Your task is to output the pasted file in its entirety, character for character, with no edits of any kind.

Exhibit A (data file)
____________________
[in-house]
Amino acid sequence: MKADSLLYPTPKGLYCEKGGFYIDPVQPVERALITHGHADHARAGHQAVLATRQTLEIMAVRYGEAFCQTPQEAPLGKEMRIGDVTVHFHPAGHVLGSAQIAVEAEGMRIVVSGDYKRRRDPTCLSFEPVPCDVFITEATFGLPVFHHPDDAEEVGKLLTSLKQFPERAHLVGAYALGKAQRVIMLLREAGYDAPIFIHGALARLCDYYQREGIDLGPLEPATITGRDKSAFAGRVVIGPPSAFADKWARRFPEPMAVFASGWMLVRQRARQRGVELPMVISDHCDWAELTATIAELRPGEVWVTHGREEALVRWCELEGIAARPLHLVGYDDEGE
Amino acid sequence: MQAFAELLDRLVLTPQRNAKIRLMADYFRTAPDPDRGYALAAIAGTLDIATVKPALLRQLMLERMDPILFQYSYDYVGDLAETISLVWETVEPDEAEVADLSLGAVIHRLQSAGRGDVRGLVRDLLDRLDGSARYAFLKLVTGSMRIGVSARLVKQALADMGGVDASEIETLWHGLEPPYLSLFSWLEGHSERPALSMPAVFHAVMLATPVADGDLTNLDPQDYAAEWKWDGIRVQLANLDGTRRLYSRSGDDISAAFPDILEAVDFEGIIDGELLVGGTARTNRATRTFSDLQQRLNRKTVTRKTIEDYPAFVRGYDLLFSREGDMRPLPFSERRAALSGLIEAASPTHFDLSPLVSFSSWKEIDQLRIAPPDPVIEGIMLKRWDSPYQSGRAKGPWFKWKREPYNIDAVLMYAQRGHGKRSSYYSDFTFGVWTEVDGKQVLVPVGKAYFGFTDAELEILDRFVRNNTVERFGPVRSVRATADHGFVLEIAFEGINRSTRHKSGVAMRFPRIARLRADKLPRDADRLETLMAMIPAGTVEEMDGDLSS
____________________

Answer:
[in-house]
Amino acid sequence: MKADSLLYPTPKGLYCEKGGFYIDPVQPVERALITHGHADHARAGHQAVLATRQTLEIMAVRYGEAFCQTPQEAPLGKEMRIGDVTVHFHPAGHVLGSAQIAVEAEGMRIVVSGDYKRRRDPTCLSFEPVPCDVFITEATFGLPVFHHPDDAEEVGKLLTSLKQFPERAHLVGAYALGKAQRVIMLLREAGYDAPIFIHGALARLCDYYQREGIDLGPLEPATITGRDKSAFAGRVVIGPPSAFADKWARRFPEPMAVFASGWMLVRQRARQRGVELPMVISDHCDWAELTATIAELRPGEVWVTHGREEALVRWCELEGIAARPLHLVGYDDEGE
Amino acid sequence: MQAFAELLDRLVLTPQRNAKIRLMADYFRTAPDPDRGYALAAIAGTLDIATVKPALLRQLMLERMDPILFQYSYDYVGDLAETISLVWETVEPDEAEVADLSLGAVIHRLQSAGRGDVRGLVRDLLDRLDGSARYAFLKLVTGSMRIGVSARLVKQALADMGGVDASEIETLWHGLEPPYLSLFSWLEGHSERPALSMPAVFHAVMLATPVADGDLTNLDPQDYAAEWKWDGIRVQLANLDGTRRLYSRSGDDISAAFPDILEAVDFEGIIDGELLVGGTARTNRATRTFSDLQQRLNRKTVTRKTIEDYPAFVRGYDLLFSREGDMRPLPFSERRAALSGLIEAASPTHFDLSPLVSFSSWKEIDQLRIAPPDPVIEGIMLKRWDSPYQSGRAKGPWFKWKREPYNIDAVLMYAQRGHGKRSSYYSDFTFGVWTEVDGKQVLVPVGKAYFGFTDAELEILDRFVRNNTVERFGPVRSVRATADHGFVLEIAFEGINRSTRHKSGVAMRFPRIARLRADKLPRDADRLETLMAMIPAGTVEEMDGDLSS